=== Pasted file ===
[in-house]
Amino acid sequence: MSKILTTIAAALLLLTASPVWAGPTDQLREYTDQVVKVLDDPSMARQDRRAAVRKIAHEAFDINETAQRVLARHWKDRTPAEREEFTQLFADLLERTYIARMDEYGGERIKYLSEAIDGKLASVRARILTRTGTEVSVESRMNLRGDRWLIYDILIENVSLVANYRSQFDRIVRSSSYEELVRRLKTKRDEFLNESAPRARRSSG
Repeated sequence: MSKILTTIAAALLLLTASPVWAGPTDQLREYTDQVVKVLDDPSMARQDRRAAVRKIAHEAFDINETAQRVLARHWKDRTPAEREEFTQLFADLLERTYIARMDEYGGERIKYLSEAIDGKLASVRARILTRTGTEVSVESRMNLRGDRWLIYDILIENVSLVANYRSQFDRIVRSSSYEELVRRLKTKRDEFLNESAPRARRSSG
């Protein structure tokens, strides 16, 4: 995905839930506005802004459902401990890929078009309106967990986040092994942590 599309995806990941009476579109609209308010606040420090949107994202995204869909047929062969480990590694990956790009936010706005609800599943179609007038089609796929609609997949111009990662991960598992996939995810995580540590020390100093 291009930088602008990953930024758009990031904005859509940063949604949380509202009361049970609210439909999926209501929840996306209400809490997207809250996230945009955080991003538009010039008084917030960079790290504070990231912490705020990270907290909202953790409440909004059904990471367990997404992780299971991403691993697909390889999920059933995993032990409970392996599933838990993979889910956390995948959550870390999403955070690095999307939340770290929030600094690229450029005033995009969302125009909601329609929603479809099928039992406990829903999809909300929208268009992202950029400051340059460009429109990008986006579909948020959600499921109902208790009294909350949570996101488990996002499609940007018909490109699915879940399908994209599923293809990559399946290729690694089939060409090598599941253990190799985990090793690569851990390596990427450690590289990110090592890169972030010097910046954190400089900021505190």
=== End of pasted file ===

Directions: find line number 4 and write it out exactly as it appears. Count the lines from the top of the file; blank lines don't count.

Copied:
């Protein structure tokens, strides 16, 4: 995905839930506005802004459902401990890929078009309106967990986040092994942590 599309995806990941009476579109609209308010606040420090949107994202995204869909047929062969480990590694990956790009936010706005609800599943179609007038089609796929609609997949111009990662991960598992996939995810995580540590020390100093 291009930088602008990953930024758009990031904005859509940063949604949380509202009361049970609210439909999926209501929840996306209400809490997207809250996230945009955080991003538009010039008084917030960079790290504070990231912490705020990270907290909202953790409440909004059904990471367990997404992780299971991403691993697909390889999920059933995993032990409970392996599933838990993979889910956390995948959550870390999403955070690095999307939340770290929030600094690229450029005033995009969302125009909601329609929603479809099928039992406990829903999809909300929208268009992202950029400051340059460009429109990008986006579909948020959600499921109902208790009294909350949570996101488990996002499609940007018909490109699915879940399908994209599923293809990559399946290729690694089939060409090598599941253990190799985990090793690569851990390596990427450690590289990110090592890169972030010097910046954190400089900021505190």